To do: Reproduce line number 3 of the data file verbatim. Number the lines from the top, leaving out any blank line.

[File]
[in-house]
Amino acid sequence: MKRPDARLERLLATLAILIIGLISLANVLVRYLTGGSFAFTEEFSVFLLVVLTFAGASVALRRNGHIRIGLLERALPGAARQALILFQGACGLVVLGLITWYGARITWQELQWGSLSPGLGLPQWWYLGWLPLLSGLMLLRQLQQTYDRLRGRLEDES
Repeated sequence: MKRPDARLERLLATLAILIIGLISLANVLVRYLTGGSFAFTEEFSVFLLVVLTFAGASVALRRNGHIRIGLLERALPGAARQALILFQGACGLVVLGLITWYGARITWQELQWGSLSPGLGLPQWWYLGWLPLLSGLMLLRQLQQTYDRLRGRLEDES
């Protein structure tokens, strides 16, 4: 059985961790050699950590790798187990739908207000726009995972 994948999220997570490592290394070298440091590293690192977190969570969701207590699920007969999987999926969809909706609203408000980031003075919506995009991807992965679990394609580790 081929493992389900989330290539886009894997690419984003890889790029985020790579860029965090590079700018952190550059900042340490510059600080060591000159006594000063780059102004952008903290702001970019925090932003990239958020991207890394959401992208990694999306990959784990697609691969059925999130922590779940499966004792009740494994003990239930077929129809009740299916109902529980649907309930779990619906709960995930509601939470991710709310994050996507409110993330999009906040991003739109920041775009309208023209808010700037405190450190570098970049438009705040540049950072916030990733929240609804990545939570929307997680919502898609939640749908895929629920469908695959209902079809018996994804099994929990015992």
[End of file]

Repeated sequence: MKRPDARLERLLATLAILIIGLISLANVLVRYLTGGSFAFTEEFSVFLLVVLTFAGASVALRRNGHIRIGLLERALPGAARQALILFQGACGLVVLGLITWYGARITWQELQWGSLSPGLGLPQWWYLGWLPLLSGLMLLRQLQQTYDRLRGRLEDES